What Keeps High-Achieving Women From Choosing Executive Positions. VI. Results: Themes One – Three
Themes, Subthemes and Possible Negative Internal Factors and Behaviors
Since the findings are a result of a small sample size, it is important to remember that this was an exploratory study intended to identify specific themes for further research. Yet even though the size of the sample was small, consistent patterns emerged. Some of these patterns might reflect the times; they may be generational patterns not specific to female high achievers. However, because they consistently appeared in the data, they were considered significant to the career advancement of this group of women: high-achievers within the second generation of women to achieve management status in numbers in US corporations.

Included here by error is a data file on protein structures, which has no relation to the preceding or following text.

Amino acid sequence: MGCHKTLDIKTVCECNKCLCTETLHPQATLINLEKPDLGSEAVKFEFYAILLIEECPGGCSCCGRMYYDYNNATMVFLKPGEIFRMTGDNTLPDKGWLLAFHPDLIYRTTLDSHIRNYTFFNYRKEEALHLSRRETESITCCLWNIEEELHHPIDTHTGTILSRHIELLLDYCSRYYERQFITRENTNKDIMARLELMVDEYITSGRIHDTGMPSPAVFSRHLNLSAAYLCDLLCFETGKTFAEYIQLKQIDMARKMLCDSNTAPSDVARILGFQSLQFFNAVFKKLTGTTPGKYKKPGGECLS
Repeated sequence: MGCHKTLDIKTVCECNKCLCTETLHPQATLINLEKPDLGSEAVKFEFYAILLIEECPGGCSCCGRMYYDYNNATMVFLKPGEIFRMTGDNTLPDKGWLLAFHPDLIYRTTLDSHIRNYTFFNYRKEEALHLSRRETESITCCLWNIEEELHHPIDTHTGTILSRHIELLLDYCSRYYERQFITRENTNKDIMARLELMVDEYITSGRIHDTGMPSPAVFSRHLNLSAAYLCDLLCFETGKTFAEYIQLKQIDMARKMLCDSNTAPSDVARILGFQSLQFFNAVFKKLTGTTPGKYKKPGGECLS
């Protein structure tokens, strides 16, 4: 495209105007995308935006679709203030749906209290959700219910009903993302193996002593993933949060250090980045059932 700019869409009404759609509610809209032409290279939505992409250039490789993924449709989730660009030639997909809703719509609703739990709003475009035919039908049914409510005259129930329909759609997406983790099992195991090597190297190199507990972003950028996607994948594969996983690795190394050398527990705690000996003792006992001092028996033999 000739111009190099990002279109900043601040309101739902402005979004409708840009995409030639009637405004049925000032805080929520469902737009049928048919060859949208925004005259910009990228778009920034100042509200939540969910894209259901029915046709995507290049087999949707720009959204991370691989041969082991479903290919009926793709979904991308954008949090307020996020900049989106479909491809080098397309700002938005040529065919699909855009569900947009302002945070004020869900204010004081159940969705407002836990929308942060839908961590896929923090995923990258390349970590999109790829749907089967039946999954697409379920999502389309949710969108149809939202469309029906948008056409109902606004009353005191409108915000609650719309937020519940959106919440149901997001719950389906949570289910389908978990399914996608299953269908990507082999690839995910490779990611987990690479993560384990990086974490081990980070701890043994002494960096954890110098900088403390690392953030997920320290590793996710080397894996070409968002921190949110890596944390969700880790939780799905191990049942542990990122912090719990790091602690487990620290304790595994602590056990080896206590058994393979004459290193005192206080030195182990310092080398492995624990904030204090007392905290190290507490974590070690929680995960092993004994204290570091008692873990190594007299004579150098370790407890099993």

The interviews produced personal biographies that enabled the researcher to better understand the interplay between their personal and professional lives over time. Patterns that included successful practices and relationships emerged alongside circumstances that might disrupt their career development. However, the intent of the research was to discover and share the inner factors—the beliefs, needs, aspirations, traits and choices—that are keeping this group of women from moving into executive positions. These factors showed up as patterns defined as themes and subthemes and as “potentially negative internal factors and behaviors.”